The biggest problem for Moffett is the prospect of additional competition, and what that will do to each current (and future) provider’s share of customers and its revenue. If every major wireless carrier enters the 5G home broadband business, that will raise the prospective number of ISPs available to consumers to six or more — four wireless carriers competing with the phone and cable company. That is potentially very dangerous to big profits, especially if a competitive price war emerges.

“Let’s assume that AT&T is just as aggressive about this opportunity as Verizon,” Moffett told his investor clients. “Will they enter the same markets as Verizon, or different ones? […] If multiple players enter each market, all targeting the same 25-30% [where 5G service will be sold]. Well, what then? Let’s suppose the 30% market share estimate is right. Wouldn’t it be now shared among two, three, or even four [5G fixed wireless broadband] providers?”

Moffett gently proposes a concept where this profit-bruising competition can be abated by following the cable television model — companies agree to stay out of each others’ markets, giving consumers a choice of just one 5G provider in each city instead of four.

“There’s a completely different future where each operator targets different markets […] Let’s say that AT&T decides to skip Sacramento. After all, Verizon will have gotten there first,” Moffett suggests. “If the required share of the [fixed wireless] market is close to Verizon’s estimated 30%, then there is only room for one provider. So AT&T decides to do Stockton, about 40 miles to the south. Verizon would then skip Stockton, but might do Modesto, twenty miles further south… and then AT&T would then skip Modesto and instead target Fresno… unless Sprint or T-Mobile got there first.”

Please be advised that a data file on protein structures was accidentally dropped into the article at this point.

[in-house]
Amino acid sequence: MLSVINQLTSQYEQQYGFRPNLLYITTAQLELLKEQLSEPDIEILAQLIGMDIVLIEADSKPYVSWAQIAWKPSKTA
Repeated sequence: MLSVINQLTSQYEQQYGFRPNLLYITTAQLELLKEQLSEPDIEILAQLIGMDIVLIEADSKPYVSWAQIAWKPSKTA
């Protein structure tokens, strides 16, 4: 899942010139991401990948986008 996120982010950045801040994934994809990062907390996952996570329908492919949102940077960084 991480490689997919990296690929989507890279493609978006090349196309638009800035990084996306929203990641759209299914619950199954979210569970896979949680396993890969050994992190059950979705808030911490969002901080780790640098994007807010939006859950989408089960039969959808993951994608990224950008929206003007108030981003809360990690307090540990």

But Moffett is thinking even further ahead, by suggesting wireless carriers might be able to stop spending billions on building and expanding their competing 4G LTE networks when they could all share a single provider’s network in each city. That idea could work if providers agreed to creating local monopolies.

“That would create a truly bizarre market dynamic that is almost unimaginable today, where each operator ‘owned’ different cities, not just for [5G] but also for 4G LTE. If this kind of patchwork were to come to pass, the only viable solution might then be for companies to reciprocally wholesale their networks. You can use mine in Modesto if I can use yours in Fresno. To state the obvious, there is almost no imaginable path to that kind of an outcome today.”